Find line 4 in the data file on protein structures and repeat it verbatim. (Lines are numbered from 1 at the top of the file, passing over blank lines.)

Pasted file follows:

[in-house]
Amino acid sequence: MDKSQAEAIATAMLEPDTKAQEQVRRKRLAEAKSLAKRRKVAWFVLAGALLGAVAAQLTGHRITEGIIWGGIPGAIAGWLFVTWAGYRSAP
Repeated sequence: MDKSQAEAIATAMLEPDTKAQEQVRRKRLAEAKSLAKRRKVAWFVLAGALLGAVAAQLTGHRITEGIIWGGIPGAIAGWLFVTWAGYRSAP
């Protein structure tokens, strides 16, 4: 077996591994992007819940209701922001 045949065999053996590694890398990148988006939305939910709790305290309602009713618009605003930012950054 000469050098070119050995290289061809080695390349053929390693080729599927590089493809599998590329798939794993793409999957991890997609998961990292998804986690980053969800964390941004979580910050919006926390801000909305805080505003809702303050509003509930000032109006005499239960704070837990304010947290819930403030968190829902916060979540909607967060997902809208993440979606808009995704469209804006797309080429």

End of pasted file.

């Protein structure tokens, strides 16, 4: 077996591994992007819940209701922001 045949065999053996590694890398990148988006939305939910709790305290309602009713618009605003930012950054 000469050098070119050995290289061809080695390349053929390693080729599927590089493809599998590329798939794993793409999957991890997609998961990292998804986690980053969800964390941004979580910050919006926390801000909305805080505003809702303050509003509930000032109006005499239960704070837990304010947290819930403030968190829902916060979540909607967060997902809208993440979606808009995704469209804006797309080429």